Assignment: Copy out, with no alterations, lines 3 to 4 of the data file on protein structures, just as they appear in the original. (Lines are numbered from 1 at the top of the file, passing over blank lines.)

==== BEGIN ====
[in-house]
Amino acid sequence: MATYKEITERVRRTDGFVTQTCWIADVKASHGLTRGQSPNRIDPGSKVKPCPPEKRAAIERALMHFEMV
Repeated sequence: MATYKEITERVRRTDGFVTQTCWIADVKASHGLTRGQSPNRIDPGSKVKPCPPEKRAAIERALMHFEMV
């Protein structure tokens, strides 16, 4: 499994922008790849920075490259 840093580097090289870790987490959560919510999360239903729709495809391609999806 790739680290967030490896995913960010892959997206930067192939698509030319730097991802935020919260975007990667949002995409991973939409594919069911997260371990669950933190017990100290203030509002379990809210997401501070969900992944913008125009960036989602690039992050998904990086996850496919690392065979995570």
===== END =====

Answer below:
Repeated sequence: MATYKEITERVRRTDGFVTQTCWIADVKASHGLTRGQSPNRIDPGSKVKPCPPEKRAAIERALMHFEMV
């Protein structure tokens, strides 16, 4: 499994922008790849920075490259 840093580097090289870790987490959560919510999360239903729709495809391609999806 790739680290967030490896995913960010892959997206930067192939698509030319730097991802935020919260975007990667949002995409991973939409594919069911997260371990669950933190017990100290203030509002379990809210997401501070969900992944913008125009960036989602690039992050998904990086996850496919690392065979995570």